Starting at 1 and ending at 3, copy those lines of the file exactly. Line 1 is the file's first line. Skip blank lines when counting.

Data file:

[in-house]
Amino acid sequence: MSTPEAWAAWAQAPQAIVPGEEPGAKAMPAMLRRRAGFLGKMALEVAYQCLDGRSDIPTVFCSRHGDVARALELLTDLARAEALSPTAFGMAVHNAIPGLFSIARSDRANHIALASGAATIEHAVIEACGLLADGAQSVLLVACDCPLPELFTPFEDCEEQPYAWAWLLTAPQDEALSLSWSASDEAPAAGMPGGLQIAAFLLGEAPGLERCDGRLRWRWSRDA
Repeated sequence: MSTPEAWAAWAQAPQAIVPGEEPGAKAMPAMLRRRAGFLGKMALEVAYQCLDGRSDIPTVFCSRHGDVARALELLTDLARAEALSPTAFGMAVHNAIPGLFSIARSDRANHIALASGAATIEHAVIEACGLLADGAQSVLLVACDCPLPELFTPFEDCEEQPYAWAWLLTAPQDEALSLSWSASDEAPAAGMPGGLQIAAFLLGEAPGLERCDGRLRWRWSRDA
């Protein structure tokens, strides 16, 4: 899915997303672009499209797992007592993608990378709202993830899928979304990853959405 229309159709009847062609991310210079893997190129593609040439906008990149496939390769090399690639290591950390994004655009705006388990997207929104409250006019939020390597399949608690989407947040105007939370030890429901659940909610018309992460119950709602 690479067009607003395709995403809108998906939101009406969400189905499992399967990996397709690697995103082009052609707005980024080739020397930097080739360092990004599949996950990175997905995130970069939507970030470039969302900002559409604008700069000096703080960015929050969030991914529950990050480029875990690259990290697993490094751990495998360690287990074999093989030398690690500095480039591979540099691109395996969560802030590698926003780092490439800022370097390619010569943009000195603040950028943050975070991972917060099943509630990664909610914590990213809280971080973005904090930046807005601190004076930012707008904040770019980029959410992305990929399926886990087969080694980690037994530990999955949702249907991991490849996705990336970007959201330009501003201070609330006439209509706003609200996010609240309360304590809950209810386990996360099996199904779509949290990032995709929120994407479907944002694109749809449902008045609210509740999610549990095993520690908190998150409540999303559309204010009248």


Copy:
[in-house]
Amino acid sequence: MSTPEAWAAWAQAPQAIVPGEEPGAKAMPAMLRRRAGFLGKMALEVAYQCLDGRSDIPTVFCSRHGDVARALELLTDLARAEALSPTAFGMAVHNAIPGLFSIARSDRANHIALASGAATIEHAVIEACGLLADGAQSVLLVACDCPLPELFTPFEDCEEQPYAWAWLLTAPQDEALSLSWSASDEAPAAGMPGGLQIAAFLLGEAPGLERCDGRLRWRWSRDA
Repeated sequence: MSTPEAWAAWAQAPQAIVPGEEPGAKAMPAMLRRRAGFLGKMALEVAYQCLDGRSDIPTVFCSRHGDVARALELLTDLARAEALSPTAFGMAVHNAIPGLFSIARSDRANHIALASGAATIEHAVIEACGLLADGAQSVLLVACDCPLPELFTPFEDCEEQPYAWAWLLTAPQDEALSLSWSASDEAPAAGMPGGLQIAAFLLGEAPGLERCDGRLRWRWSRDA